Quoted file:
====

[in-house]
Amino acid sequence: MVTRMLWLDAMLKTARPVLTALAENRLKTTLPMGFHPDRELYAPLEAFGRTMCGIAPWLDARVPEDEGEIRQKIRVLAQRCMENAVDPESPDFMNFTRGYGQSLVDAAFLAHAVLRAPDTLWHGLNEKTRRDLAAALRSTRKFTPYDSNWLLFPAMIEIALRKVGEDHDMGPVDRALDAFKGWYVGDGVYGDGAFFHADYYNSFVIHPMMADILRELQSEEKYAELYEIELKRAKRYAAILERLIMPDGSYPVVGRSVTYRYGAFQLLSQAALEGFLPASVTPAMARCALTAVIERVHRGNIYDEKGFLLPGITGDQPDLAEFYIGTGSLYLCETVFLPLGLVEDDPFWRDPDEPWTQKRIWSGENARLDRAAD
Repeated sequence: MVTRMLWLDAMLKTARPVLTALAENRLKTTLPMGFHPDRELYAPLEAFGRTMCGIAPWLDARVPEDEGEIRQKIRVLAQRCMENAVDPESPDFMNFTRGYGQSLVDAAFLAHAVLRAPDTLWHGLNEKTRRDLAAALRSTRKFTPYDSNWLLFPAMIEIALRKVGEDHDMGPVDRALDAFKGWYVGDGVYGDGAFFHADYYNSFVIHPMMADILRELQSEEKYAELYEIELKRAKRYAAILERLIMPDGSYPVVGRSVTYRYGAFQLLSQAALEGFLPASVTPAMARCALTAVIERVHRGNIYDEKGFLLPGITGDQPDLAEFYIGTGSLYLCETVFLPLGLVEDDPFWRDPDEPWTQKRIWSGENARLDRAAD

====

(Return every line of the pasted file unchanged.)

[in-house]
Amino acid sequence: MVTRMLWLDAMLKTARPVLTALAENRLKTTLPMGFHPDRELYAPLEAFGRTMCGIAPWLDARVPEDEGEIRQKIRVLAQRCMENAVDPESPDFMNFTRGYGQSLVDAAFLAHAVLRAPDTLWHGLNEKTRRDLAAALRSTRKFTPYDSNWLLFPAMIEIALRKVGEDHDMGPVDRALDAFKGWYVGDGVYGDGAFFHADYYNSFVIHPMMADILRELQSEEKYAELYEIELKRAKRYAAILERLIMPDGSYPVVGRSVTYRYGAFQLLSQAALEGFLPASVTPAMARCALTAVIERVHRGNIYDEKGFLLPGITGDQPDLAEFYIGTGSLYLCETVFLPLGLVEDDPFWRDPDEPWTQKRIWSGENARLDRAAD
Repeated sequence: MVTRMLWLDAMLKTARPVLTALAENRLKTTLPMGFHPDRELYAPLEAFGRTMCGIAPWLDARVPEDEGEIRQKIRVLAQRCMENAVDPESPDFMNFTRGYGQSLVDAAFLAHAVLRAPDTLWHGLNEKTRRDLAAALRSTRKFTPYDSNWLLFPAMIEIALRKVGEDHDMGPVDRALDAFKGWYVGDGVYGDGAFFHADYYNSFVIHPMMADILRELQSEEKYAELYEIELKRAKRYAAILERLIMPDGSYPVVGRSVTYRYGAFQLLSQAALEGFLPASVTPAMARCALTAVIERVHRGNIYDEKGFLLPGITGDQPDLAEFYIGTGSLYLCETVFLPLGLVEDDPFWRDPDEPWTQKRIWSGENARLDRAAD